So you just had your molars pulled, huh? Or maybe you’re about to. The only thing on your mind is probably figuring out what to eat after wisdom tooth removal.
Most people assume that once you pass your childhood, your teeth stop growing. Which is true… for the most part. With the exception of wisdom teeth.
Wisdom teeth (which unfortunately don’t actually make us any wiser) are also known as third molars. They usually grow during your adolescent or young adult years. Many people have to get their wisdom teeth removed because
A) We actually don’t need them, or
B) Our teeth to become crowded.
Since wisdom teeth come in so late, there’s usually no space for them to grow comfortably. This causes them to come in sideways, affecting the rest of the mouth and cause pain, swelling, and infection.
If that happens, you need your wisdom teeth removed. After removal, the healing process may take anywhere from 3 days to 2 weeks. Taking proper care of the gums after surgery and eating suitable foods is really important to the healing process, so we’ve provided tips and suggestions below!
How To Know If You Need Your Wisdom Teeth Removed
It can sometimes be difficult to tell when it’s time for wisdom teeth to come out. According to the American Association of Oral and Maxillofacial Surgeons, about 85% of wisdom teeth need removal eventually. Even if you’re not experiencing any issues, your dentist may still recommend that you get your wisdom teeth removed to avoid problems.
Some signs that you may need to get your wisdom teeth removed are:
- Jaw pain: A dull, aching pain radiating from your jaw. In some cases, it can cause migraines.
- Swollen, tender gums: The gum around the growing wisdom tooth may swell, become tender, and bleed, making it difficult to eat.
- Impacted tooth: This happens when the tooth cannot break through the gums and comes in at an angle. This leads to pain, swelling, and overcrowding.
- Bad breath: If your wisdom teeth are growing in at an angle, they’re more likely to trap food and bacteria and irritate your gums. An increased amount of bacteria can cause bad breath.
- Overcrowding: This happens when your other teeth start to shift due to the wisdom tooth that’s growing in. Teeth that were once straight may begin to overlap, and jaw issues may arise down the line, as well as gum decay and plaque buildup, according to this Colgate article.
Some people have wisdom teeth that grow in without any issues or pain. However, we still recommend consulting your dentist or oral surgeon.
As you get older, the bones in your mouth become harder, making them more challenging to move. So if you were to experience issues down the road, the recovery after surgery would be longer (and possibly more painful).
What To Eat After Wisdom Tooth Removal
After undergoing surgery for wisdom tooth removal, it’s essential to continue eating a healthy diet. However, it can be challenging to find food that’s soft enough to eat and nutritious enough to sustain you properly.
Here are a few options to consider when you’re at the grocery store trying to find something to eat:
- Smoothies: Smoothies are a great way to get essential vitamins without even having to chew. Not only can you get fruits in your diet with smoothies, but adding vegetables such as kale or spinach helps balance out your diet even more. However, avoid using a straw for drinking while you’re healing, as it could lead to a dry socket.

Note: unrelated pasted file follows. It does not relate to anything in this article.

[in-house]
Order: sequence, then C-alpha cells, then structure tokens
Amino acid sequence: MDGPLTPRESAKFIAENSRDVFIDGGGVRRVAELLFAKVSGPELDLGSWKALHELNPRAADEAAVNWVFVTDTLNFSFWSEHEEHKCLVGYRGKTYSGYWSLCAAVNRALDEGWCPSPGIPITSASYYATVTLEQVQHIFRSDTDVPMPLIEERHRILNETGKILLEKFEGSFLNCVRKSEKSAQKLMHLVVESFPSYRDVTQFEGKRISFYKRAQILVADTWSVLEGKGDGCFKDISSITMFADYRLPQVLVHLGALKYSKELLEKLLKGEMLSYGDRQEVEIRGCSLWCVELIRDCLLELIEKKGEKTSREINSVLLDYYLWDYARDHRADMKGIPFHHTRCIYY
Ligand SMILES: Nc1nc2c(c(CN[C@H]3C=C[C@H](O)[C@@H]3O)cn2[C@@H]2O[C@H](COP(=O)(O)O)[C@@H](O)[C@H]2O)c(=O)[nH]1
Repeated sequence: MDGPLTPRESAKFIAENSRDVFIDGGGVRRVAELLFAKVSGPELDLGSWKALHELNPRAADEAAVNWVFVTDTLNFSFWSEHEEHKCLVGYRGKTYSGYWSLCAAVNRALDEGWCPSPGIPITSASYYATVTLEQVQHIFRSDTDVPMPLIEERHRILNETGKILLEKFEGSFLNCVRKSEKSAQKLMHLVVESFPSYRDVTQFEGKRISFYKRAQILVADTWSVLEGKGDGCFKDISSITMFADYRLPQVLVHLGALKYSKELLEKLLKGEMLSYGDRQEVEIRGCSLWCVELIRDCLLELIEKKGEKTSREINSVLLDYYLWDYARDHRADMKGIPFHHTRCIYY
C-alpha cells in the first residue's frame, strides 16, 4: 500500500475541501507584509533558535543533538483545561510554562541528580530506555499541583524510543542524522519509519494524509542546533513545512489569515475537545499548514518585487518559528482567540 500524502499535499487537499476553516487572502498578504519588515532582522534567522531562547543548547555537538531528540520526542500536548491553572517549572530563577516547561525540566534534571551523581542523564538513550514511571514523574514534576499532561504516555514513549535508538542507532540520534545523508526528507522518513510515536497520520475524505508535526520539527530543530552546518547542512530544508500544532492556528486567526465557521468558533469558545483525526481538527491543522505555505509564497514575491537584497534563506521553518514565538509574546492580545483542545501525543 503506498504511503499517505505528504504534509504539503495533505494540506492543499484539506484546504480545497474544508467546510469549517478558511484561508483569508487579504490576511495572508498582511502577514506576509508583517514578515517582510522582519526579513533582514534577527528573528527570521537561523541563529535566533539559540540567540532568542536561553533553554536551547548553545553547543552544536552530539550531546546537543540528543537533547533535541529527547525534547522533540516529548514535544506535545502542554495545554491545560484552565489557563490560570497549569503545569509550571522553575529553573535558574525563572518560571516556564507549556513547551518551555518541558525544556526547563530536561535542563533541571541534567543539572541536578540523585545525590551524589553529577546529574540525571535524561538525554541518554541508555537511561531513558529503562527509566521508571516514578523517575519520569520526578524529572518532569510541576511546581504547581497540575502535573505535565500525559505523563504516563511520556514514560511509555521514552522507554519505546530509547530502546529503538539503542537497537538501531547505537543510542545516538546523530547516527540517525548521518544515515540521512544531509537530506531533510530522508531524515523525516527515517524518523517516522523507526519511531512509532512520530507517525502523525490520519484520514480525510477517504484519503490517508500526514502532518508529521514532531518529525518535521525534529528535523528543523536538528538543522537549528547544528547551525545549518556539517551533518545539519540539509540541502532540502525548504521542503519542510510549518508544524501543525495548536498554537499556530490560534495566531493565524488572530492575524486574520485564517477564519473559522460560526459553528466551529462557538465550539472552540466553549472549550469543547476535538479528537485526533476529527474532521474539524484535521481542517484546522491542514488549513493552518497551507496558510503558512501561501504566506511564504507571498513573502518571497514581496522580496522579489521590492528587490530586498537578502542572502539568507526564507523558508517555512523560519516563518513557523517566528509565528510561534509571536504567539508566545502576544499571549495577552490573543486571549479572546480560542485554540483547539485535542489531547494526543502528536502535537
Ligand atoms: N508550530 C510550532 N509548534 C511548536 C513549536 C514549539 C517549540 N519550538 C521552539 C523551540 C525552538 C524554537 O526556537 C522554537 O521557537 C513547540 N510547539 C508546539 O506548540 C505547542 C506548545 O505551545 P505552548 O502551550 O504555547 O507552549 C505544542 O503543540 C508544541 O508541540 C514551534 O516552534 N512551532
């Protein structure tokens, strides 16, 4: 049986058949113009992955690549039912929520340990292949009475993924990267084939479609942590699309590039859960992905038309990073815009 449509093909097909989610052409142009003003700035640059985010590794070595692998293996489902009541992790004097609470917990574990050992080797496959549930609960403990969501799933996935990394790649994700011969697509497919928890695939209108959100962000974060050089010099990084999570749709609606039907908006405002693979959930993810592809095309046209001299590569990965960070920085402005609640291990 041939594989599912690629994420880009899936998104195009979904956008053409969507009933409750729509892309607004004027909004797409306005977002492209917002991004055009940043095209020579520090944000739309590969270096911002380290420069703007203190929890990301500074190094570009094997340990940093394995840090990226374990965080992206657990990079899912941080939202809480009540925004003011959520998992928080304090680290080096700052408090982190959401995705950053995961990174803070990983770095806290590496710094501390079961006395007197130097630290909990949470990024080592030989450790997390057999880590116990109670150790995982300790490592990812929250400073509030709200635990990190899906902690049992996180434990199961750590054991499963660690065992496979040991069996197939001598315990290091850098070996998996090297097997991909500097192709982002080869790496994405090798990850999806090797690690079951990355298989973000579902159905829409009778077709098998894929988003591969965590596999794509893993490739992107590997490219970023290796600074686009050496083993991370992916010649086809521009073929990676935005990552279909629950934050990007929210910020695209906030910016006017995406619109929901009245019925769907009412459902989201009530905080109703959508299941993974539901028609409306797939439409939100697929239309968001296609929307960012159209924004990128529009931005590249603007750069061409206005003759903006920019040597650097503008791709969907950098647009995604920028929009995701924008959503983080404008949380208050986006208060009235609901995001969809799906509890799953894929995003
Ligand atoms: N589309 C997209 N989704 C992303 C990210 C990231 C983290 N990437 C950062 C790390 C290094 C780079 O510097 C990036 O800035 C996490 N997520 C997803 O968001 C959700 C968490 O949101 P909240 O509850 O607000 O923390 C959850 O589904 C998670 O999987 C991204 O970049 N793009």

- Oatmeal: Oatmeal is an excellent source of fiber and is rich in vitamins and nutrients. Instant oatmeal is better to consume while healing from surgery since it’s not very thick. However, it can be chewy, so we recommend waiting a couple of days after surgery to start eating oatmeal.
- Mashed cauliflower: While mashed potatoes are a great option, mashed cauliflower can have a smoother consistency. It also has fewer carbs and calories, as well as more calcium.
- Soup: Blended soups are great to eat after surgery since they don’t contain small pieces of food that could get stuck in the gums and irritate them further. They’re also rich in nutrients and vitamins.
- Scrambled eggs: Scrambled eggs are a great source of protein and are soft enough to be chewed without much effort.
Wisdom Teeth Removal Aftercare
Aftercare for wisdom tooth removal is essential to the healing process. Your dentist may prescribe you medicine for pain and swelling, a mouth rinse and syringe, and specific instructions on how to take care of yourself post-surgery.
The healing process usually takes 3-4 days, but it may last up to 2 weeks depending on a few different factors (such as age and whether or not the wisdom tooth is impacted).
To keep the healing time to a minimum, make sure to follow these wisdom teeth removal recovery tips:
- To manage the pain, most people opt for over-the-counter pain killers such as Tylenol. Using a cold pack on your jaw may also help relieve the pain.
- While you’re undergoing the healing process, it’s important to avoid smoking, spitting, sucking from a straw, intense exercise, and more. These actions could dislodge a surgical stitch or the blood clot that forms over the wound (known as a dry socket).
A dry socket can lead to severe complications and make the healing process more painful since the bone and nerves are exposed to the air. According to Medlineplus, some symptoms of dry socket are:
- Extreme pain within the first 3 days of recovery
- A bad taste in your mouth
- Bad breath
- A slight fever
- Missing blood clot where the wound is.
There are a few treatment options for dry socket, such as filling the socket with medication, flushing it out, and changing the dressing frequently. Your dentist may also prescribe an antibiotic.
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